The December holiday shopping season is upon us, and for retail jewelers it’s their do-or-die month, with 20% of their annual sales expected to come in the last four to five weeks of the year. That’s about as much as jewelers make during each of the first three quarters of the year (21%, 23% and 20%, respectively), according to 2016 data in the U.S. Census Monthly Retail Trade Survey.
Providing a potential lift for retail this season is a boost in consumer confidence, cites Pam Danziger, president of Unity Marketing in Stevens, Pennsylvania, noting that the Conference Board’s Consumer Confidence Index reported in October its highest level in nearly 17 years. Moreover, unemployment has reached historic lows, and participation in the workforce is improving. Although average hourly earnings continue to lag, the talk of major tax cuts for middle-class households holds promise of more money in their pockets next year.
Consumers have the means to spend this holiday season, says Danziger, especially the higher-income consumers who have seen their incomes rise far faster than middle-income folks, encouraged by greater consumer confidence in their future financial prospects. But the question retailers need to ask is will the shoppers with means and motive buy from them?
Prime the Pump
Writing on the topic for Forbes in November, Danziger describes December as a time for jewelry stores to shine and make the most of the increased store traffic the holidays bring, not only to achieve the projected 20% in annual sales, but also to prime the pump to grow sales next year.
Gifting surveys conducted by both the NRF and Deloitte find one-fourth of consumers plan to give or want to receive jewelry as a gift for the holidays this year, with jewelry on the wish lists of one third of the women polled. “This is the time to make connections with customers that will bring them back next year and next holiday season, too,” says Danziger.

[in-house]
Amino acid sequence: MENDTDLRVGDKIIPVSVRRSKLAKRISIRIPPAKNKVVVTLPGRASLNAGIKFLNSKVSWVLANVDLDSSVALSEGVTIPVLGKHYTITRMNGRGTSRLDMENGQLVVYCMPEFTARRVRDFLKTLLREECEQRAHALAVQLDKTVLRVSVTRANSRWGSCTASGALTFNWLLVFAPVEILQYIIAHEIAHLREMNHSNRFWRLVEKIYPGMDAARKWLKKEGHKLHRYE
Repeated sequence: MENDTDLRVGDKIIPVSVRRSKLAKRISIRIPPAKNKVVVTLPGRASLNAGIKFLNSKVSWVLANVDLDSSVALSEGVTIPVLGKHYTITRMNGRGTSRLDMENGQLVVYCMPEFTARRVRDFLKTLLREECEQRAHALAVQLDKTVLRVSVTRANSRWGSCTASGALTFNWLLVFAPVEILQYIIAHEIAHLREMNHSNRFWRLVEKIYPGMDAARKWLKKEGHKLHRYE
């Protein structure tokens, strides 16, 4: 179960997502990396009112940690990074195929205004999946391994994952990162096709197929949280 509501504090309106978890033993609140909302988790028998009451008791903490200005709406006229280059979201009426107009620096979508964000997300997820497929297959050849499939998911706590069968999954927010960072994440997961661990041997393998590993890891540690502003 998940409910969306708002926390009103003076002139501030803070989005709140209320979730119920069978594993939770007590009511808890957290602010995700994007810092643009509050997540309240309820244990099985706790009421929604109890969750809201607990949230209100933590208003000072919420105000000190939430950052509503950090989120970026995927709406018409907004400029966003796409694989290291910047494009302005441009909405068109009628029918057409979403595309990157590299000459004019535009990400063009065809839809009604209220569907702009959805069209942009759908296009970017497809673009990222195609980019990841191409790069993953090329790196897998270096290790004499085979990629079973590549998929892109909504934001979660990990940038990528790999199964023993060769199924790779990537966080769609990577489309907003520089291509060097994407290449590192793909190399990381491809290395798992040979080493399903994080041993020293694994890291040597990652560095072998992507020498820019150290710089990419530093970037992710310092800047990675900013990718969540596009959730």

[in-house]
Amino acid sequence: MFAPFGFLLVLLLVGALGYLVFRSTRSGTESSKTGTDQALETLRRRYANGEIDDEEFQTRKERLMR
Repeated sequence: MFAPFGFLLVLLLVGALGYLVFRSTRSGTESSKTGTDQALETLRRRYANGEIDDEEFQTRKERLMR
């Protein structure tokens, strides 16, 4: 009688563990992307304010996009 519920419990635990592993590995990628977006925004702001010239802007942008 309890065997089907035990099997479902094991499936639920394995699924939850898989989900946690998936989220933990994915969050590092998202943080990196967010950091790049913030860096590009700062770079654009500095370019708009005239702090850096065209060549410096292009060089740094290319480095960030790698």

Throughout the customer experience Danziger encourages jewelers be proactive in building a vibrant contact list. As part of the in store welcome, invite guests to sign up to receive product specials and event news. When closing a sale, offer to email or text receipts to garner contact details. Invite customers to join a gift club that incentivizes checking in with your store first for ideas.
Deloitte reveals that consumers are giving fewer holiday gifts, which translates to fewer shopping opportunities for retailers to grab shoppers’ attention. Deloitte’s holiday study shows a decline in the number of individual gifts purchased since it peaked in 2007 at 23. This year consumers expect to buy less than 15. Danziger underscores the imperative for making your shopping experience extra special.
What will be popular for consumers this holiday season? Among the top jewelry gift trends for 2017, according to Jewelers of America, are diamond studs-plus (styles like halo), Y-shape and choker necklaces, stackable rings and bracelets, drop earrings, gem-set silver, and pearls.
Jewelry with a message makes for ideal gifts, says Scott Rauch, president SHR Jewelry Group, a division of SDC Designs New York, noting that the message is not buy now and get 25% off. “The message is buy this gift of love because you love this person or it symbolizes an important occasion. The challenge is to get retailers to teach the story and the importance of selling a message.” He cites SHR’s MiracleLinks mother-child necklaces as an example of a classic look (interlocking circular pendants) backed by a powerful family story.
Classic styles with a twist are bestsellers in both bridal and fashion says Alok Mehta, CEO of IDD, New York, who cites his company’s modern cut fancy shape diamonds most popular. “Every shape tells a story, designed to reflect you!” Diamond composite settings are trending as well, with “maximalism” a key design direction. “Composite settings, like in our Harmony Collection, offer the more is more look for less.”
The trend for stackable rings remain strong, as they encourage layering and customizing looks, as well as a tradition to celebrate special occasions with a new ring, says Michael Lerche, president/CEO Goldstar Jewellery, New York. He also cites rose gold a favorite metal.
Kathy Grenier, vice president of business development for Imperial Pearl, Providence, Rhode Island notes that pearls are especially popular because of their ease in layering with other styles like chain, gems, leather, and other materials. She says women at pre-holiday trunk shows were buying gifts of pearls and treating themselves—from classic box sets to long pearl and chain necklaces, and bold rings in modern silhouettes. “I’m noticing more self-purchase and demand for price points that satisfy women buying more fashion pieces.”